UPDATE 2022 UTC: Donuts just issued a press release in which it said that Jaffe will remain a senior adviser during the transition. It also said that Atallah starts in his new job November 12.

UPDATE October 10: ICANN said in a statement overnight that VP of DNS industry engagement Cyrus Namazi will head GDD on an interim basis, with support from CTO David Conrad.

Nominet to donate over $260,000 to Children In Need

Kevin Murphy, October 8, 2018, Domain Registries

UK ccTLD registry Nominet said today that it will donate £1 ($1.31) for every domain registered to the charity Children In Need.

The initiative, which runs from today until November 19, is being backed up with a £200,000 ($261,000) minimum donation commitment.

Every paid-for domain in .co.uk, .uk, .me.uk and .org.uk will count.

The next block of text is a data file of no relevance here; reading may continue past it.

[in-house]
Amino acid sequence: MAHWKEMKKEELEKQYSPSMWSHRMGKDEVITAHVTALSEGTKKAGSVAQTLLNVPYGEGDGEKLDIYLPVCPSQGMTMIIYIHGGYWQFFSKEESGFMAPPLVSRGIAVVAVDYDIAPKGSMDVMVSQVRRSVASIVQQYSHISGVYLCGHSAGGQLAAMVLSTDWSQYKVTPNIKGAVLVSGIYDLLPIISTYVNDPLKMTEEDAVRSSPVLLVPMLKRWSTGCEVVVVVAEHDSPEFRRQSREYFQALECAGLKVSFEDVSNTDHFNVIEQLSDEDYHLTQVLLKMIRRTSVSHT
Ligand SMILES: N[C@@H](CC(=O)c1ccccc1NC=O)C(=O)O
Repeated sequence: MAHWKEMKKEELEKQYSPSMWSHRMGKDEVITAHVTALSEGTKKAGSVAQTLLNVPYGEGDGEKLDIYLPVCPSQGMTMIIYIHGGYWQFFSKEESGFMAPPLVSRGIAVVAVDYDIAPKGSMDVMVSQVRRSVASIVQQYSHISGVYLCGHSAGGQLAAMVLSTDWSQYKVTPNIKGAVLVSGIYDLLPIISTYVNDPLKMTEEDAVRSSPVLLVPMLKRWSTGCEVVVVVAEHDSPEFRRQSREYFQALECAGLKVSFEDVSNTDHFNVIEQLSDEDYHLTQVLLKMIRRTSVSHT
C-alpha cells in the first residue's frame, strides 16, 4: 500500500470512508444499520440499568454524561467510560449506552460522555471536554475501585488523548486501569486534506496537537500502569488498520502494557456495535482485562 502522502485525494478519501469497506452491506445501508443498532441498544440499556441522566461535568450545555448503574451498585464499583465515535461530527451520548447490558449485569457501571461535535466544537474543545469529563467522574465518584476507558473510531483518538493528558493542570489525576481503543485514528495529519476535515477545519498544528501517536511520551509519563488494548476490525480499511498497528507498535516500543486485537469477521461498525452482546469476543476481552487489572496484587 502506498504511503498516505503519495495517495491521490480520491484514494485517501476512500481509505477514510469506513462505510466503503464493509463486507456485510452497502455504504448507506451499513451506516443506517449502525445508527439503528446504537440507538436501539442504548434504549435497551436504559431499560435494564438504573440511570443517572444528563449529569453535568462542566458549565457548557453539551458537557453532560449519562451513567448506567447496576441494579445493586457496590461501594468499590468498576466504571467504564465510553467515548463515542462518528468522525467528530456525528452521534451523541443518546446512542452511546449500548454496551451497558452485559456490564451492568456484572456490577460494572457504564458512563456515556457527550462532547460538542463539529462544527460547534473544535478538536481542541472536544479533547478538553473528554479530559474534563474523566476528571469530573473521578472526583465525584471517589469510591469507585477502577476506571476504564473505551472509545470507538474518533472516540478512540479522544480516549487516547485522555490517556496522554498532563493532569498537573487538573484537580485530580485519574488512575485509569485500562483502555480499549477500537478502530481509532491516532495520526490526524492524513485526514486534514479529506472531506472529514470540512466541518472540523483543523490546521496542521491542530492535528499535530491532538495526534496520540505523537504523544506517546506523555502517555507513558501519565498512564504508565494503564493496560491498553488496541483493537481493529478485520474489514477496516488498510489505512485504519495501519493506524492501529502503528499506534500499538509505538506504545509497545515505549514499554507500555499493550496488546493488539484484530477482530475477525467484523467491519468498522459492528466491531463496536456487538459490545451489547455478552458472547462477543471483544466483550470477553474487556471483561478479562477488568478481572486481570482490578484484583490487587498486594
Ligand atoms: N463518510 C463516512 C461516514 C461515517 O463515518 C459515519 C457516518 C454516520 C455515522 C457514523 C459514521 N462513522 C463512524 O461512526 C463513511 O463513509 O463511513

The .uk space typically has been doing about 125,000 to 130,000 new regs per month recently, across all subdomains and direct .uk, so we’re looking at a potentially substantial donation here.

The money raised will help fund technology-related youth projects across the UK, Nominet said.

Judging by today’s press release, non-profit Nominet is calling itself a “profit with a purpose” company nowadays.

Children In Need is a charity run by the BBC. It broadcasts a fundraising telethon every year, typically raising tens of millions of pounds.

This year’s show is being broadcast November 16.

CentralNic buys .fans for peanuts

Kevin Murphy, October 8, 2018, Domain Registries

CentralNic has acquired the flailing new gTLD .fans for an undisclosed sum.

The value of the deal was low enough that publicly traded CentralNic was not obliged to disclose the purchase to the market, CEO Ben Crawford confirmed.

The ICANN contract seems to have changed hands — transferred to a CentralNic subsidiary call Fans TLD Ltd — back in August.

We revealed back in May that CentralNic was acting as a caretaker for .fans, and sister TLD .fan, after original registry Asiamix Digital failed to make enough money to keep the business going.

.fan, which Asiamix bought from Donuts but never launched, was sold back to Donuts in June.

Donuts took .fan to sunrise last week and plans to take it to general availability in December.